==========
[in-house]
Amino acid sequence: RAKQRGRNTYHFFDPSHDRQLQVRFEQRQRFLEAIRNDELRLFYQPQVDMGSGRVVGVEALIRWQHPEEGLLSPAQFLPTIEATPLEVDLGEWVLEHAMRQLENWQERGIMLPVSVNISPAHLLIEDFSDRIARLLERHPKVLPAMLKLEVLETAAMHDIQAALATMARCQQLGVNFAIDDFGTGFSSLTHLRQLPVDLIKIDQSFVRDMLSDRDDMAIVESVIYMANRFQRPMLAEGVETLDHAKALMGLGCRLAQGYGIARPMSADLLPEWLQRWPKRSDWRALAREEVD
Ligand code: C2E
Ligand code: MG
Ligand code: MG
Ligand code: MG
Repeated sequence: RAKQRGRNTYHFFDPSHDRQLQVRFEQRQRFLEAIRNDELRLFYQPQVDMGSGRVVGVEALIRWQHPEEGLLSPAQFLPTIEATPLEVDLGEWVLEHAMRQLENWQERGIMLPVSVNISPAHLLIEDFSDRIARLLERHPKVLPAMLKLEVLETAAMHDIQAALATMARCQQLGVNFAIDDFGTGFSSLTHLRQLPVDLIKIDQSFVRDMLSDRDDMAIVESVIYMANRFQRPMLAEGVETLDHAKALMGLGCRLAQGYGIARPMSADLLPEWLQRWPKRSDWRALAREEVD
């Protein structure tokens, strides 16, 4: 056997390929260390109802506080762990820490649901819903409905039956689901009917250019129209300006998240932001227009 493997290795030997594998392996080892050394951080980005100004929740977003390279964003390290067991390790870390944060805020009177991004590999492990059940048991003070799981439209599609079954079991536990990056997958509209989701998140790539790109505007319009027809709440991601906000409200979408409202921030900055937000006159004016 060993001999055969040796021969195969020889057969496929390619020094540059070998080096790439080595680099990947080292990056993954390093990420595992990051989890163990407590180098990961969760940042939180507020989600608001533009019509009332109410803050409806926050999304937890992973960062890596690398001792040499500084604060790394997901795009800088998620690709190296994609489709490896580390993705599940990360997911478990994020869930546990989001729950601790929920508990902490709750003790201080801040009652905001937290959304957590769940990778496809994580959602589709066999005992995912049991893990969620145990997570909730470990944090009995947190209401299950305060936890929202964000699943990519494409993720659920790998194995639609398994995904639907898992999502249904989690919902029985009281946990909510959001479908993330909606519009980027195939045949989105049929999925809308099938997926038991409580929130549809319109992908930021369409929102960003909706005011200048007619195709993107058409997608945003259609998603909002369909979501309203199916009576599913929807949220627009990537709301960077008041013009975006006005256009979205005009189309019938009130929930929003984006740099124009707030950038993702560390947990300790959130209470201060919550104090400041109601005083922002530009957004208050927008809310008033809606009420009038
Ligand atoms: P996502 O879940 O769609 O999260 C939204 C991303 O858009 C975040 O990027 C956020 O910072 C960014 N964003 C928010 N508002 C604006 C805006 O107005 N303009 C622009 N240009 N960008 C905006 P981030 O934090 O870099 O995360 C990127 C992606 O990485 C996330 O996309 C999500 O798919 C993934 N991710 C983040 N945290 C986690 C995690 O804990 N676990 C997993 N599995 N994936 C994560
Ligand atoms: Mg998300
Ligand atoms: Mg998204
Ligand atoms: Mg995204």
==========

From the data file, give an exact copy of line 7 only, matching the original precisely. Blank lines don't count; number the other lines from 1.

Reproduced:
Repeated sequence: RAKQRGRNTYHFFDPSHDRQLQVRFEQRQRFLEAIRNDELRLFYQPQVDMGSGRVVGVEALIRWQHPEEGLLSPAQFLPTIEATPLEVDLGEWVLEHAMRQLENWQERGIMLPVSVNISPAHLLIEDFSDRIARLLERHPKVLPAMLKLEVLETAAMHDIQAALATMARCQQLGVNFAIDDFGTGFSSLTHLRQLPVDLIKIDQSFVRDMLSDRDDMAIVESVIYMANRFQRPMLAEGVETLDHAKALMGLGCRLAQGYGIARPMSADLLPEWLQRWPKRSDWRALAREEVD